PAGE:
Centralised vs. Decentralised Decision Making

Centralised vs. Decentralised Decision Making

The UK Government’s failure to achieve its target of 25,000 tests per day for Covid-19 provides an excellent case study on the differences and impact of centralised vs. decentralised working and decision making. Whilst accepting there might be a problem with the sourcing of reagent chemicals for the DNA testing, according to a former director of the World Health Organisation we are not making the most of the opportunities currently available to us.

Public Health England (PHE) want to control who can do the tests, and until quite recently only allowed PHE labs to do the testing. Apparently there are 44 molecular virology labs in the UK, none of them working at capacity and few who have been approved for Covid-19 testing. If they were each doing 400 tests a day we would be at the same level of testing as Germany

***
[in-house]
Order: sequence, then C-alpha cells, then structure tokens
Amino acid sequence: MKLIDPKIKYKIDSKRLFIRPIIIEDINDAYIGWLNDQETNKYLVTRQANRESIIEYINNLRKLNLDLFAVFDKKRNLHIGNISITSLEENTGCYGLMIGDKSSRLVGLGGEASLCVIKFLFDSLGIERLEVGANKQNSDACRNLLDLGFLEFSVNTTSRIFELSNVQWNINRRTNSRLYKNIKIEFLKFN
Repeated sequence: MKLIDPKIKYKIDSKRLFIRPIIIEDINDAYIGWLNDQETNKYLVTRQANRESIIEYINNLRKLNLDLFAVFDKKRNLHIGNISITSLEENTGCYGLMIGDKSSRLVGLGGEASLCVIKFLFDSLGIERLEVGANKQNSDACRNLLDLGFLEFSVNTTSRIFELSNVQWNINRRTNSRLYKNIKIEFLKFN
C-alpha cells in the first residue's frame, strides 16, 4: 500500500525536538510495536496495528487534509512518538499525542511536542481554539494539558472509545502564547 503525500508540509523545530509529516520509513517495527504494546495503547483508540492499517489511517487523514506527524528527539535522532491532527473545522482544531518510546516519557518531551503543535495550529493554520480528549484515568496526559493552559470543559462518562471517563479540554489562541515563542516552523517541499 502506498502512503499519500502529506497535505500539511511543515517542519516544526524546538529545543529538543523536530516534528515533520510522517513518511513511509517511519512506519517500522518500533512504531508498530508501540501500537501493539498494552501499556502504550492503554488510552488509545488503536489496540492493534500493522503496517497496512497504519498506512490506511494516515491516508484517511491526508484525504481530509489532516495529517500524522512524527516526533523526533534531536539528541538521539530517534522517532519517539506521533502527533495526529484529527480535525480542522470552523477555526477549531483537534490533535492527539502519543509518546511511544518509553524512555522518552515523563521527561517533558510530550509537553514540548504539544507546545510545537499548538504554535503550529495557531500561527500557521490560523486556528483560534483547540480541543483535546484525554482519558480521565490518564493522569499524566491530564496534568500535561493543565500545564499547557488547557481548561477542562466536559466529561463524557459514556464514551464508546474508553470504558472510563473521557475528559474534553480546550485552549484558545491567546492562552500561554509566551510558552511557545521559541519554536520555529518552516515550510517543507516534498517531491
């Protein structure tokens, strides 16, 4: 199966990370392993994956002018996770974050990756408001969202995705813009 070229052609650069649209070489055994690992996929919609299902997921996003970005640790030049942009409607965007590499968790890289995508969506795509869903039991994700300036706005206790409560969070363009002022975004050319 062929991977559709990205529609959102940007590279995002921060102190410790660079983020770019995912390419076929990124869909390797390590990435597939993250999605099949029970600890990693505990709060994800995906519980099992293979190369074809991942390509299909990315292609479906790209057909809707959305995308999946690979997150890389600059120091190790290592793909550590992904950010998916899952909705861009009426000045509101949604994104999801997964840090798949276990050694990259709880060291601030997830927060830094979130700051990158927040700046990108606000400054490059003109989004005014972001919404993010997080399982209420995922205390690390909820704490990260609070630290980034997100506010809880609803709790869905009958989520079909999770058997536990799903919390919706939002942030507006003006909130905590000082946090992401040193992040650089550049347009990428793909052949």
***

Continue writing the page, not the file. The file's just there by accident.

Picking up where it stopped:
Centralised control does ensure quality and standards, but surely these can be relaxed in the interests of rapidly ramping up testing. Quality could thereafter measured and controlled by PHE using statistical sampling techniques. There would also be an opportunity for this network of labs to share best practice.

Networks may not deliver a gold standard from day one, but knowledge sharing between them would get them there quickly, and (I would argue) quicker than communication being controlled and managed through a centralised authority. In the mean time, we’ve got thousands of NHS workers not able to work because they haven’t been tested. Time I think for the UK Government to start decentralising their decision making processes in the interest of speeding up critical interventions.

Previously posted as a comment to The Obvious? blog.

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